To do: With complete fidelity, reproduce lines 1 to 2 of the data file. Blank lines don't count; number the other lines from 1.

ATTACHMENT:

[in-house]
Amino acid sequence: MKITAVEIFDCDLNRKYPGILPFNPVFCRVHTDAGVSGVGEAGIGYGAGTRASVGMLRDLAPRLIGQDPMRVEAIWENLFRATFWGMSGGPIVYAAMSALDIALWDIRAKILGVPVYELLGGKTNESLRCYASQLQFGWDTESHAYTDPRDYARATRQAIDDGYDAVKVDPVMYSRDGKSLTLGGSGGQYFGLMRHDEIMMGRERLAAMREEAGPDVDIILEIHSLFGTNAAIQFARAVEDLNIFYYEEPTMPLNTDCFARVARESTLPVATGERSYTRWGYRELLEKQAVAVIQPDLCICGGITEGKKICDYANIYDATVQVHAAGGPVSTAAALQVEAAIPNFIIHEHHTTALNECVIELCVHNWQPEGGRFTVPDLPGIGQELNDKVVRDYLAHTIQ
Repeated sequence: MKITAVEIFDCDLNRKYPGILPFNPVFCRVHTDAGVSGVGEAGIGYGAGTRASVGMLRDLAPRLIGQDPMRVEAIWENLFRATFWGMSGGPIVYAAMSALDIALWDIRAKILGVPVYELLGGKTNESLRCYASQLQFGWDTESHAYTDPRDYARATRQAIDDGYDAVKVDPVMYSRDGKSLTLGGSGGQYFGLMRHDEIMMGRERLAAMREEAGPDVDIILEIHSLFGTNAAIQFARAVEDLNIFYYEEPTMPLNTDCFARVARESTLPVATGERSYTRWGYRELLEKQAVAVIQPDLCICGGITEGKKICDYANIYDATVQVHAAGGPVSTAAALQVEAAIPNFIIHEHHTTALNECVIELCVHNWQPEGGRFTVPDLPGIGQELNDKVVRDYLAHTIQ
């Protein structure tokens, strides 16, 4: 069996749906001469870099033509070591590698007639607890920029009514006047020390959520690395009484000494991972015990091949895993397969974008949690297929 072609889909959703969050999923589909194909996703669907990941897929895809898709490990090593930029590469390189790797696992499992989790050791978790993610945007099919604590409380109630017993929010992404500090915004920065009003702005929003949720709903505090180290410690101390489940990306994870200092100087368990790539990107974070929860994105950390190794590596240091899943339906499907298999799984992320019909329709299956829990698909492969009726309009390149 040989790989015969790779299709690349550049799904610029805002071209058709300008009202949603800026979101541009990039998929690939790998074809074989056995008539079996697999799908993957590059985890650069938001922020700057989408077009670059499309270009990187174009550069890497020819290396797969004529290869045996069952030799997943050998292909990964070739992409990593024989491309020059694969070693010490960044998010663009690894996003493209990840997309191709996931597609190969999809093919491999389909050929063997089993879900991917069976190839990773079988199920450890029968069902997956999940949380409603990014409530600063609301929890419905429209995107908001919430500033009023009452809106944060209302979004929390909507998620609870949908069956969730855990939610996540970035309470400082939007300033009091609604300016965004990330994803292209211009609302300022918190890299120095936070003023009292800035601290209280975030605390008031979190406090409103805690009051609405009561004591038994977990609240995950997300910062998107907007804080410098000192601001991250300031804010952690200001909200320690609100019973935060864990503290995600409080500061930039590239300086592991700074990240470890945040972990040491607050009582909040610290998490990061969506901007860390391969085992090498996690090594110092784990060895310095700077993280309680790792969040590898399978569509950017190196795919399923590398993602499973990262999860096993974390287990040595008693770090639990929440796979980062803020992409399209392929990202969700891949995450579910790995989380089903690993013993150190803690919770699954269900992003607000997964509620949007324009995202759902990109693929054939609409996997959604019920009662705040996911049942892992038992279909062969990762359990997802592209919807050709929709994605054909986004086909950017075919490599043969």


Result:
[in-house]
Amino acid sequence: MKITAVEIFDCDLNRKYPGILPFNPVFCRVHTDAGVSGVGEAGIGYGAGTRASVGMLRDLAPRLIGQDPMRVEAIWENLFRATFWGMSGGPIVYAAMSALDIALWDIRAKILGVPVYELLGGKTNESLRCYASQLQFGWDTESHAYTDPRDYARATRQAIDDGYDAVKVDPVMYSRDGKSLTLGGSGGQYFGLMRHDEIMMGRERLAAMREEAGPDVDIILEIHSLFGTNAAIQFARAVEDLNIFYYEEPTMPLNTDCFARVARESTLPVATGERSYTRWGYRELLEKQAVAVIQPDLCICGGITEGKKICDYANIYDATVQVHAAGGPVSTAAALQVEAAIPNFIIHEHHTTALNECVIELCVHNWQPEGGRFTVPDLPGIGQELNDKVVRDYLAHTIQ